Rea, who bounced back following a crash during qualifying to secure pole position on the ZX-10RR, shot off the line and had stretched clear by 2.4 seconds after only one lap at Magny-Cours.
He continued to disappear into the distance, with his rivals seemingly unable to muster any kind of challenge as the Ulster rider took total control of the race.
Rea had opened an advantage of more than 12 seconds on the eighth lap over team-mate Tom Sykes, who moved into a safe second place after exchanging passes with Ducati’s Chaz Davies on the first few laps.
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At the finish, Rea had more than 16 seconds in hand over Marco Melandri (Aruba.it Ducati), who came through to snatch the runner-up spot from Sykes on the last lap. Eugene Laverty finished sixth on the Milwaukee Aprilia behind Pata Yamaha’s Alex Lowes and Leon Camier (MV Agusta).
The manner of Rea’s 12th triumph of 2017 perfectly encapsulated his dominance of the championship this year, with the 30-year-old only failing to finish off the rostrum once in 21 races. On that occasion, Rea was denied not by his own hand, but was sent crashing out of the race at Donington Park after a sudden issue developed with his rear tyre.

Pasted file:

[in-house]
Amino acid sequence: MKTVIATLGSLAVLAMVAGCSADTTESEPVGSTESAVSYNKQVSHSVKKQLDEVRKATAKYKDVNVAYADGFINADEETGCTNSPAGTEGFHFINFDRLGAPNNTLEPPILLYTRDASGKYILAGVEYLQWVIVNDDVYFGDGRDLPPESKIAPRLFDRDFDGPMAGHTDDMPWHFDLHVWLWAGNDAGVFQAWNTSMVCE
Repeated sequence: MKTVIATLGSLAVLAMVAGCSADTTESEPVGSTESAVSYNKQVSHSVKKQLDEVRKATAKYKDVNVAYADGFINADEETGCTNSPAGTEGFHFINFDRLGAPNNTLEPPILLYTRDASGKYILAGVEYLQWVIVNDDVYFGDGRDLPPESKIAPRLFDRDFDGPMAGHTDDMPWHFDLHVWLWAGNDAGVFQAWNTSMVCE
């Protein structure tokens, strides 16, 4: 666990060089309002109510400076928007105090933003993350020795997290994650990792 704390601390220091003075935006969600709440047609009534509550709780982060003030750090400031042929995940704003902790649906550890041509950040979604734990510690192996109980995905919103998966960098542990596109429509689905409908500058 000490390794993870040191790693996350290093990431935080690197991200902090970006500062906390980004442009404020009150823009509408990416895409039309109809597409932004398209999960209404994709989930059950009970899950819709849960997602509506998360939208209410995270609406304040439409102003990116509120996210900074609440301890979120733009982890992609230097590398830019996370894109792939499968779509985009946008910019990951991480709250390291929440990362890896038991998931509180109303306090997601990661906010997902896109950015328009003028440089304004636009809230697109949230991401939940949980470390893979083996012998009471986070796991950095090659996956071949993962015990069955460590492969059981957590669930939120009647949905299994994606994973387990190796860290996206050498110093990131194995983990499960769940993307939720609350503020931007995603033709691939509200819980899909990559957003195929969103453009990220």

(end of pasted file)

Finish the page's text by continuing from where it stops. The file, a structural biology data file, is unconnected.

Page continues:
He has now chalked up a half-century of World Superbike victories after his masterclass in race one at Magny-Cours, becoming the first rider ever in the history of the championship to win the title three times in a row.
The triple world champion is now one world title away from equalling the record of four championship successes held by the great Carl Fogarty, who was crowned champion in 1994, 1995, 1988 and 1999.
Rea is now level with Australian star Troy Bayliss - who won the title in 2001, 2006 and 2008 - as he rubs shoulders with the greatest exponents ever to have competed in World Superbikes.
It seems the sky is the limit for the Ballyclare man, who enters the second year of his current two-year contract with Kawasaki in 2018.
Rea has been linked with a move to the MotoGP class with Suzuki, although he recently played down the speculation, albeit stopping short of completely dismissing the possibility of a move to the premier class on a ‘winning package’.
Should he remain in World Superbikes, he has the opportunity to draw level with Fogarty in the hall of fame and perhaps even challenge the Blackburn rider’s standing as the best there has ever been.